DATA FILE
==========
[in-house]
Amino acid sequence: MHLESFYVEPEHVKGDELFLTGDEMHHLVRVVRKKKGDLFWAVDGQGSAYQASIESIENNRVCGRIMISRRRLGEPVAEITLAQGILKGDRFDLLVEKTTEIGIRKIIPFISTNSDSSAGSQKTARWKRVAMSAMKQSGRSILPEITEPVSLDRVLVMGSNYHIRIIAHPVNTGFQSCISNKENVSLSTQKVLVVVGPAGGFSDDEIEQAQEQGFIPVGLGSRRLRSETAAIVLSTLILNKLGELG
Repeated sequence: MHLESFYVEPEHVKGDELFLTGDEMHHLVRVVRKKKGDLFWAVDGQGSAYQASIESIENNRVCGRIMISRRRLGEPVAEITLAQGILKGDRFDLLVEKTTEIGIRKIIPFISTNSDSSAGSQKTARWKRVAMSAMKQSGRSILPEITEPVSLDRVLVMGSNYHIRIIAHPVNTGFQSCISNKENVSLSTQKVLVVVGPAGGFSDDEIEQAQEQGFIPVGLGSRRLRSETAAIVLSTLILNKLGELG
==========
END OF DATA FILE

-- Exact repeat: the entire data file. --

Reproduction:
[in-house]
Amino acid sequence: MHLESFYVEPEHVKGDELFLTGDEMHHLVRVVRKKKGDLFWAVDGQGSAYQASIESIENNRVCGRIMISRRRLGEPVAEITLAQGILKGDRFDLLVEKTTEIGIRKIIPFISTNSDSSAGSQKTARWKRVAMSAMKQSGRSILPEITEPVSLDRVLVMGSNYHIRIIAHPVNTGFQSCISNKENVSLSTQKVLVVVGPAGGFSDDEIEQAQEQGFIPVGLGSRRLRSETAAIVLSTLILNKLGELG
Repeated sequence: MHLESFYVEPEHVKGDELFLTGDEMHHLVRVVRKKKGDLFWAVDGQGSAYQASIESIENNRVCGRIMISRRRLGEPVAEITLAQGILKGDRFDLLVEKTTEIGIRKIIPFISTNSDSSAGSQKTARWKRVAMSAMKQSGRSILPEITEPVSLDRVLVMGSNYHIRIIAHPVNTGFQSCISNKENVSLSTQKVLVVVGPAGGFSDDEIEQAQEQGFIPVGLGSRRLRSETAAIVLSTLILNKLGELG